Statistics from

Strengths and limitations of this study

  • Survey conducted using rigorous methodological approaches known to increase survey response rates such as modified Dillman techniques, key informant and cognitive interviews, pilot testing and a special contact.

  • Random unconditional distribution of incentives to half of the physicians.

  • High response rate.

  • Inability to check the effect of unconditional incentives within physician specialties.

  • We only studied the effect of a $10 coffee card.


Postal surveys are an important research tool to ascertain physicians’ attitudes, knowledge, and practice patterns on different topics, but are recognised as a group from which it is often difficult to obtain high response rates.1 There are a number of reasons why physicians do not respond to surveys including lack of time, low perceived importance of study, an increased volume of surveys they are asked to respond to and concerns with confidentiality.2 However, to promote validity and generalisability of survey results, a high response rate must be achieved.3 A well-known method of improving survey design and increasing response rates is the Dillman's Tailored Design technique that is founded on social exchange theory.4 Social exchange theory indicates that an individual will exchange knowledge or expertise with others when he or she thinks that the reward for the exchange is equal to or greater than the cost, and trusts or expects that the rewards will outweigh the costs in the long run.4 Such strategies fall under two categories that one can use to improve response rates: incentive-based and design-based.2 Some design-based approaches include a personalisation of contacts,5 ,6 high interest factor,5 a shorter questionnaire6 and follow-up contacts.6–8 Research has shown that monetary incentives,9–14 as well as incentives in the form of a lottery ticket15 ,16 can increase response rates of physician surveys substantially. Information from the literature shows that incentives improve response rates but it is not clear how a gift card and its value can help improve response rates of physician surveys. The purpose of this study was to evaluate the effect of unconditional incentives in the form of a coffee card on response rates.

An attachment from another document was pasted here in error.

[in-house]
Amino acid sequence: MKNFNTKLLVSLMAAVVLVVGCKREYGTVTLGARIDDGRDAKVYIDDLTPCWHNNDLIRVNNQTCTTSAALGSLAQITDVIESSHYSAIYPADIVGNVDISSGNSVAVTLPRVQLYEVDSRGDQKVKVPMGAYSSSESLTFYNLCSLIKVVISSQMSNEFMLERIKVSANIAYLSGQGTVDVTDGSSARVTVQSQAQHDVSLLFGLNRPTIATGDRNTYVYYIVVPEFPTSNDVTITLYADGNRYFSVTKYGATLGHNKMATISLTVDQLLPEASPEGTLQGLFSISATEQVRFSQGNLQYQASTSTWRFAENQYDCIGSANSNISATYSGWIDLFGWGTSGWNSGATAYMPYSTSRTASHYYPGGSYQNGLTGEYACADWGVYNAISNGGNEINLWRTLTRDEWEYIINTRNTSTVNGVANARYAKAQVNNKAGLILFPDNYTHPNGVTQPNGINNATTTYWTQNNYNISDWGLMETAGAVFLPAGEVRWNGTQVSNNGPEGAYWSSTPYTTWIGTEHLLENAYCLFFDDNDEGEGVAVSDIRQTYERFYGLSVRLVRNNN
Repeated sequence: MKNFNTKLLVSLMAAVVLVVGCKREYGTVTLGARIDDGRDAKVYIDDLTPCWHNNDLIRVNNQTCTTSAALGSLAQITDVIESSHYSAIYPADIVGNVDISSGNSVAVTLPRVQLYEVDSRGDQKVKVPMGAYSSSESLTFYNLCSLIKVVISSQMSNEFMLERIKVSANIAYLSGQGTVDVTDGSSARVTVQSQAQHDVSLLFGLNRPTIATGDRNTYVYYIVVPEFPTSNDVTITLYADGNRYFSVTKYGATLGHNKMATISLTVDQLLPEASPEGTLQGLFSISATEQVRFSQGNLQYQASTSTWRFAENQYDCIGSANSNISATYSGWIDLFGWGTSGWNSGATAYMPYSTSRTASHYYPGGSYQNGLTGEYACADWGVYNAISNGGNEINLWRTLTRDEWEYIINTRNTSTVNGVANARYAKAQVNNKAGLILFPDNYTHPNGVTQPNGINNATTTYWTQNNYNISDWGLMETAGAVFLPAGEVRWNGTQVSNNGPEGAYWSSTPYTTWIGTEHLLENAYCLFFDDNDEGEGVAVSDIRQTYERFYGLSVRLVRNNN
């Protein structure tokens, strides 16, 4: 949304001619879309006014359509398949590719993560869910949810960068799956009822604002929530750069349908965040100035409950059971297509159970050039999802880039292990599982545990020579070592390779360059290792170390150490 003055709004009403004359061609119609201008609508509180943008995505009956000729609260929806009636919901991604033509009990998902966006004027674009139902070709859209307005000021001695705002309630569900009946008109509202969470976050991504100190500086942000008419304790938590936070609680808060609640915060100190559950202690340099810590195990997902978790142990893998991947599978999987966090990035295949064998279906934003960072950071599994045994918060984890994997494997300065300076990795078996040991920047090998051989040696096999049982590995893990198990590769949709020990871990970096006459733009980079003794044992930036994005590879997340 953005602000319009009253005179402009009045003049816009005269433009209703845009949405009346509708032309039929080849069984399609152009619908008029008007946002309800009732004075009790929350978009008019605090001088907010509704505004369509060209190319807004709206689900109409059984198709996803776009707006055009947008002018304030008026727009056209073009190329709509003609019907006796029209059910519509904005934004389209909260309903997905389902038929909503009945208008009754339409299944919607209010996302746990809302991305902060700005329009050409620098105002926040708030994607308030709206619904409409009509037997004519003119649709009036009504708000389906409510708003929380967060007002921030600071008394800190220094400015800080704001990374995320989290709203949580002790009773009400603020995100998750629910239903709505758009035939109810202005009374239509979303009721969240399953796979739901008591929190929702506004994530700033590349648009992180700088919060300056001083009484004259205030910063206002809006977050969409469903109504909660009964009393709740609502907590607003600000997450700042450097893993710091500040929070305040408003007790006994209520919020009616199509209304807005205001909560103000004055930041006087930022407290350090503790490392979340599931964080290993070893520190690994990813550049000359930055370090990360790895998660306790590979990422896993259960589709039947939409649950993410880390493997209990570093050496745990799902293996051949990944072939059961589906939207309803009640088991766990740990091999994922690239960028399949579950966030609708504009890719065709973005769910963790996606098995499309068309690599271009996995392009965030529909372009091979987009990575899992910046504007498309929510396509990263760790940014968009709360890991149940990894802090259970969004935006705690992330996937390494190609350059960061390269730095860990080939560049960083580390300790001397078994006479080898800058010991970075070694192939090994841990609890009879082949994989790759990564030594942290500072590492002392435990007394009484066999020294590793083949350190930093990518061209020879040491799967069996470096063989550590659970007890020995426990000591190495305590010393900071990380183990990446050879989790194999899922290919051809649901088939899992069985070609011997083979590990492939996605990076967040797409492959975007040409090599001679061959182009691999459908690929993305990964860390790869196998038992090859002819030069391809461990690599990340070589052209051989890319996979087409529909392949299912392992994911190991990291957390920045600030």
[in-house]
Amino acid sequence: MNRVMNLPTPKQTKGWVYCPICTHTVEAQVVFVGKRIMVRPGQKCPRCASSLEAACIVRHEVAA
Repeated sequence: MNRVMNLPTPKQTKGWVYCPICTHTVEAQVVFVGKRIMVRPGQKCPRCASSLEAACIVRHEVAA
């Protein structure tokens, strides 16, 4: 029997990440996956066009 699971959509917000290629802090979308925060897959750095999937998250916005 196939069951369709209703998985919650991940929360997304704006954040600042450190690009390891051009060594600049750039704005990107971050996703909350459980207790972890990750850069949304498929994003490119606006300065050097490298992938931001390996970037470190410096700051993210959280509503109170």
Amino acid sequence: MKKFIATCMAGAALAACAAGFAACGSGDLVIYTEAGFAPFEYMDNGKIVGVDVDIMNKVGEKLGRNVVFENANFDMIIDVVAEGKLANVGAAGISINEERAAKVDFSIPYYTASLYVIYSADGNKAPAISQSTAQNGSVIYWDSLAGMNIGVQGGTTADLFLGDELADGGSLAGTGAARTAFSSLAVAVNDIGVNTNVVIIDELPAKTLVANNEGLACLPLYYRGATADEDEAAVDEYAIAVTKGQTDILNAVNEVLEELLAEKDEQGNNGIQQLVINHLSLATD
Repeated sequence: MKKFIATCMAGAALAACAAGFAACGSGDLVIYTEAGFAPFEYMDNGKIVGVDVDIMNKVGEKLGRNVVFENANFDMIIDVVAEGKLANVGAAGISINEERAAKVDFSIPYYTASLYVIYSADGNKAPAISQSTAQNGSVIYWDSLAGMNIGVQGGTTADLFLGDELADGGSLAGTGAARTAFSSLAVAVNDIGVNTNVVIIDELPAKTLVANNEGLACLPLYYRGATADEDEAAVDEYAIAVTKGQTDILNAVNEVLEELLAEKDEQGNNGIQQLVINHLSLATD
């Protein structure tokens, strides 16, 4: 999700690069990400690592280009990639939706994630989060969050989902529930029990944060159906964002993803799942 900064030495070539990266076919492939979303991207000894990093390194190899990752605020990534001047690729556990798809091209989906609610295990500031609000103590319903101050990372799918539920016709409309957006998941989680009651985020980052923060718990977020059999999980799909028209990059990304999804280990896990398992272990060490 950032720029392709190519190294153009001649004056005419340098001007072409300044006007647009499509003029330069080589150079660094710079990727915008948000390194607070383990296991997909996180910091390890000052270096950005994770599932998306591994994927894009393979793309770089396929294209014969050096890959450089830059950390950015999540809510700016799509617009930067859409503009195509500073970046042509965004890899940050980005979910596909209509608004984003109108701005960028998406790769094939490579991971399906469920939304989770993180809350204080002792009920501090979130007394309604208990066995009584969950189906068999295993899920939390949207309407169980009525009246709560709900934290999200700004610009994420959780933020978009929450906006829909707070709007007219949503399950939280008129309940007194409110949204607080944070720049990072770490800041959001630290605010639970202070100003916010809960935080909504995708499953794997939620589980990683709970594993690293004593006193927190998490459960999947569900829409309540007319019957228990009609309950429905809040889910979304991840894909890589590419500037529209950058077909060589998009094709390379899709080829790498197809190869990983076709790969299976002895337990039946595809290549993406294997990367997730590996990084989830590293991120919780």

Study design and participants